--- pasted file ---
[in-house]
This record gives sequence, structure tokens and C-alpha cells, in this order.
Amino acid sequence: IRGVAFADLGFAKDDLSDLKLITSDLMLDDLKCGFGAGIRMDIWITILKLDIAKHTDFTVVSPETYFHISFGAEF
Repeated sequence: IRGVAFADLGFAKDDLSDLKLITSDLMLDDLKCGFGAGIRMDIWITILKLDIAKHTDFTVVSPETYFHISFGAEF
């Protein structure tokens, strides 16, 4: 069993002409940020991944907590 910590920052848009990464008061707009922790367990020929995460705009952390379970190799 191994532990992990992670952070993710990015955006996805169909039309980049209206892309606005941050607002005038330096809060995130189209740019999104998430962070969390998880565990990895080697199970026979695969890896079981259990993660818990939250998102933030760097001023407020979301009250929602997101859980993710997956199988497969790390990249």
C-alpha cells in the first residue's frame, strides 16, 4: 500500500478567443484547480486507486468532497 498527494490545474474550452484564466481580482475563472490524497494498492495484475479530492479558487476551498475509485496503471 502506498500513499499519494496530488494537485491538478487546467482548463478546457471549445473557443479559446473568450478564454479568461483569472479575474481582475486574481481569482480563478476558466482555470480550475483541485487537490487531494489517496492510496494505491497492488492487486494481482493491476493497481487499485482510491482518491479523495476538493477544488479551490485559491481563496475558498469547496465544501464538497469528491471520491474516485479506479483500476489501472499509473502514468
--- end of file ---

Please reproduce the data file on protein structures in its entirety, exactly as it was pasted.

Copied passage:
[in-house]
This record gives sequence, structure tokens and C-alpha cells, in this order.
Amino acid sequence: IRGVAFADLGFAKDDLSDLKLITSDLMLDDLKCGFGAGIRMDIWITILKLDIAKHTDFTVVSPETYFHISFGAEF
Repeated sequence: IRGVAFADLGFAKDDLSDLKLITSDLMLDDLKCGFGAGIRMDIWITILKLDIAKHTDFTVVSPETYFHISFGAEF
């Protein structure tokens, strides 16, 4: 069993002409940020991944907590 910590920052848009990464008061707009922790367990020929995460705009952390379970190799 191994532990992990992670952070993710990015955006996805169909039309980049209206892309606005941050607002005038330096809060995130189209740019999104998430962070969390998880565990990895080697199970026979695969890896079981259990993660818990939250998102933030760097001023407020979301009250929602997101859980993710997956199988497969790390990249």
C-alpha cells in the first residue's frame, strides 16, 4: 500500500478567443484547480486507486468532497 498527494490545474474550452484564466481580482475563472490524497494498492495484475479530492479558487476551498475509485496503471 502506498500513499499519494496530488494537485491538478487546467482548463478546457471549445473557443479559446473568450478564454479568461483569472479575474481582475486574481481569482480563478476558466482555470480550475483541485487537490487531494489517496492510496494505491497492488492487486494481482493491476493497481487499485482510491482518491479523495476538493477544488479551490485559491481563496475558498469547496465544501464538497469528491471520491474516485479506479483500476489501472499509473502514468